Almost immediately after these new garbage bags were implemented in the early 1990s, the nation saw a drastic increase in recycling.
“Since recycling was the one form of waste management that does not cost additional money for residents, people started utilizing recycling more and more because they could save some of their money taking out the recyclable materials from their volume-based trash bags,” Sora Yi, a senior research fellow at the Korea Environmental Institute (KEI), said.
This change was the catalyst for recycling in South Korean culture. Soon after the rise in recycling rates, Korean cities and neighborhoods began to further bolster the recycling system by installing recycling stations corner by corner, block by block, next to trash bins. In a matter of a few years, recycling in South Korea became cost-effective, easy and efficient.
So what can we learn, and are these lessons applicable in the U.S.? One issue is that recycling practices vary drastically across the U.S. — and policy does, too. Let’s take, for example, the mid-size Midwestern city of Toledo, Ohio. Currently, the city sees about 30,000 tons of material going to its recycling facility per year, Adam Cassi, Executive Director of Keep Toledo/Lucas County Beautiful, said.
But the pandemic impacted Toledo’s waste disposal — for both the better and the worse. In 2020, Toledo’s trash volume increased by nearly 20%, bringing in 40,000 more tons to the landfill than the previous year. And conversations surrounding sustainability and green practices tended to be overshadowed by the more immediate public health threat. But, according to Cassi, recycling rates went up during the pandemic. As Ohio’s stay-at-home order went into effect in mid-March, people began spending most of their time indoors, and families had “the opportunity to recycle a lot more.”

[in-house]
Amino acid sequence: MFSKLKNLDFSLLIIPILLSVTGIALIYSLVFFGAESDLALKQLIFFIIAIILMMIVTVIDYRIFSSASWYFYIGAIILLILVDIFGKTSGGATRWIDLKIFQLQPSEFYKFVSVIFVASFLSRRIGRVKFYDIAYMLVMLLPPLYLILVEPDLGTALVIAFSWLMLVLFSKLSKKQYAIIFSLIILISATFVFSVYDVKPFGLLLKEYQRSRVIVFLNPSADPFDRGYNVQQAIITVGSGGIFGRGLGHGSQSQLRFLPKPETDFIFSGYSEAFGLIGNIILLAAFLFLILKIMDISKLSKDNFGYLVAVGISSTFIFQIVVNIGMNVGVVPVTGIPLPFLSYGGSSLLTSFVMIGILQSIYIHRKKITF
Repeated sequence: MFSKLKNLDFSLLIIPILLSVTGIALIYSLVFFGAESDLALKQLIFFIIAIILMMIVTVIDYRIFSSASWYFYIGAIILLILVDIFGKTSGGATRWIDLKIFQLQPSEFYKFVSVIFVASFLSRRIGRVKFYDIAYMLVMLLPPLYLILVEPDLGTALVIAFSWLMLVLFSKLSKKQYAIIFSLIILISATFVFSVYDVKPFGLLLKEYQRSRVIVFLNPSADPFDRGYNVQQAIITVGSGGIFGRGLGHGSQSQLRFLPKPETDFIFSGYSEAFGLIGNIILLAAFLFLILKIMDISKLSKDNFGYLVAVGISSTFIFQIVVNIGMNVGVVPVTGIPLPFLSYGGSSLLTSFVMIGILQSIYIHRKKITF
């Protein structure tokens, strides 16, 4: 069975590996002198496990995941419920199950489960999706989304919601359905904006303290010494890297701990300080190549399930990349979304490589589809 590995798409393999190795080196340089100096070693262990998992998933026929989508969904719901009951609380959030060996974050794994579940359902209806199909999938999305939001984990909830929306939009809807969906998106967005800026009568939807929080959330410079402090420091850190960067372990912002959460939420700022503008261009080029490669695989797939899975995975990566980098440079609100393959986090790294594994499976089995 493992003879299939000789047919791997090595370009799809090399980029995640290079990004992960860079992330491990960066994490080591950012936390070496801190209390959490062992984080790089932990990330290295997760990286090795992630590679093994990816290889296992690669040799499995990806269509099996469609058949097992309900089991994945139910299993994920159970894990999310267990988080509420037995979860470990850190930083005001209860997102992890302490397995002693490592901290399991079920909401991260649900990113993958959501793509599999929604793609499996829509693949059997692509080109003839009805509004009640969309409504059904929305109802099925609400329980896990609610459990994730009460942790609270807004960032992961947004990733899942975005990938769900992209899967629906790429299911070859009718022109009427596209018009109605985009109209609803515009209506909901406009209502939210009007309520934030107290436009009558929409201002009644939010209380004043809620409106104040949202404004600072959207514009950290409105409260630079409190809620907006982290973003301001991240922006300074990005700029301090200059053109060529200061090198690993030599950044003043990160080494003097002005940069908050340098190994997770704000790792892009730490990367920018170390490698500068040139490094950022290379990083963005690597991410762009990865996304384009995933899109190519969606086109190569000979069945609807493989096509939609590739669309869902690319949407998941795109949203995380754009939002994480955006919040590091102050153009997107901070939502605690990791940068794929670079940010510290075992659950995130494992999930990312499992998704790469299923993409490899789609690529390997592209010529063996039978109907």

“There’s not a good opportunity to recycle a lot of other things when you’re often in a business setting,” Cassi said.
This increase in recycling rates, however, also meant an increase in the contamination rates of the items being recycled, something Toledo already struggled with, costing the city time and dollars — $1.5 million from one year, to be exact.
According to Cassi, a lack of education about recycling in general has caused contamination to exceed desirable rates, making up 44 percent of the total recycled goods in 2016; in other words, almost half of the materials being recycled weren’t even recyclable. The city has since seen a decrease in contamination, and Cassi says Toledo is comparable to similar cities across the U.S., which tend to see about 30 percent contamination. (The national contamination goal by weight is 10 percent or less.)